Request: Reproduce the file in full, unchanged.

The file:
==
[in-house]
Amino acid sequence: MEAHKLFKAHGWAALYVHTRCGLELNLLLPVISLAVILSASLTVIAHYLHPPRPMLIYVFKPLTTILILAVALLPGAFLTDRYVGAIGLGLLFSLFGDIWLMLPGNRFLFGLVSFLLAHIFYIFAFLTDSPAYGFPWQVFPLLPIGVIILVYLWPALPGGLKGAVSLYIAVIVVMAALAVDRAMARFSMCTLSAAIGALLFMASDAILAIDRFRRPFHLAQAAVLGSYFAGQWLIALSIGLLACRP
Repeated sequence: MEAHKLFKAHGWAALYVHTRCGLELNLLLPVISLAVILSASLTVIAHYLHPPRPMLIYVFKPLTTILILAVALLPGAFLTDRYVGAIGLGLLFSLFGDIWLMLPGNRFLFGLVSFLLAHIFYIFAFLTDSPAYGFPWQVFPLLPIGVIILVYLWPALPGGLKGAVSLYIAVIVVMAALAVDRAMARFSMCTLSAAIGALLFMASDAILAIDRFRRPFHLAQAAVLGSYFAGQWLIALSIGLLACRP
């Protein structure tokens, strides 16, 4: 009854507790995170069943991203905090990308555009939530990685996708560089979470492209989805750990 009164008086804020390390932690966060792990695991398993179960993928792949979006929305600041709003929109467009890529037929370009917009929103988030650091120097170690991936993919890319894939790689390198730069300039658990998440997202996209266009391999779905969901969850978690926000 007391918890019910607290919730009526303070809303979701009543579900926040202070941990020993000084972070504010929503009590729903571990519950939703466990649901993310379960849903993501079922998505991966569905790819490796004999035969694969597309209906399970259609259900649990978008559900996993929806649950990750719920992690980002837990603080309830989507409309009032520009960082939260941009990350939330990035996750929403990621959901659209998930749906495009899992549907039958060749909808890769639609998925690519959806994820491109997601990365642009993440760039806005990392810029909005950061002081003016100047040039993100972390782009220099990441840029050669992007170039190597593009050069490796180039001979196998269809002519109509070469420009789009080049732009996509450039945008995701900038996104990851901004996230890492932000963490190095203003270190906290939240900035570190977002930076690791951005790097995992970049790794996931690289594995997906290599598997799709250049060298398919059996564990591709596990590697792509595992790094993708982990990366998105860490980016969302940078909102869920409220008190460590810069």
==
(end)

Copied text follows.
[in-house]
Amino acid sequence: MEAHKLFKAHGWAALYVHTRCGLELNLLLPVISLAVILSASLTVIAHYLHPPRPMLIYVFKPLTTILILAVALLPGAFLTDRYVGAIGLGLLFSLFGDIWLMLPGNRFLFGLVSFLLAHIFYIFAFLTDSPAYGFPWQVFPLLPIGVIILVYLWPALPGGLKGAVSLYIAVIVVMAALAVDRAMARFSMCTLSAAIGALLFMASDAILAIDRFRRPFHLAQAAVLGSYFAGQWLIALSIGLLACRP
Repeated sequence: MEAHKLFKAHGWAALYVHTRCGLELNLLLPVISLAVILSASLTVIAHYLHPPRPMLIYVFKPLTTILILAVALLPGAFLTDRYVGAIGLGLLFSLFGDIWLMLPGNRFLFGLVSFLLAHIFYIFAFLTDSPAYGFPWQVFPLLPIGVIILVYLWPALPGGLKGAVSLYIAVIVVMAALAVDRAMARFSMCTLSAAIGALLFMASDAILAIDRFRRPFHLAQAAVLGSYFAGQWLIALSIGLLACRP
């Protein structure tokens, strides 16, 4: 009854507790995170069943991203905090990308555009939530990685996708560089979470492209989805750990 009164008086804020390390932690966060792990695991398993179960993928792949979006929305600041709003929109467009890529037929370009917009929103988030650091120097170690991936993919890319894939790689390198730069300039658990998440997202996209266009391999779905969901969850978690926000 007391918890019910607290919730009526303070809303979701009543579900926040202070941990020993000084972070504010929503009590729903571990519950939703466990649901993310379960849903993501079922998505991966569905790819490796004999035969694969597309209906399970259609259900649990978008559900996993929806649950990750719920992690980002837990603080309830989507409309009032520009960082939260941009990350939330990035996750929403990621959901659209998930749906495009899992549907039958060749909808890769639609998925690519959806994820491109997601990365642009993440760039806005990392810029909005950061002081003016100047040039993100972390782009220099990441840029050669992007170039190597593009050069490796180039001979196998269809002519109509070469420009789009080049732009996509450039945008995701900038996104990851901004996230890492932000963490190095203003270190906290939240900035570190977002930076690791951005790097995992970049790794996931690289594995997906290599598997799709250049060298398919059996564990591709596990590697792509595992790094993708982990990366998105860490980016969302940078909102869920409220008190460590810069």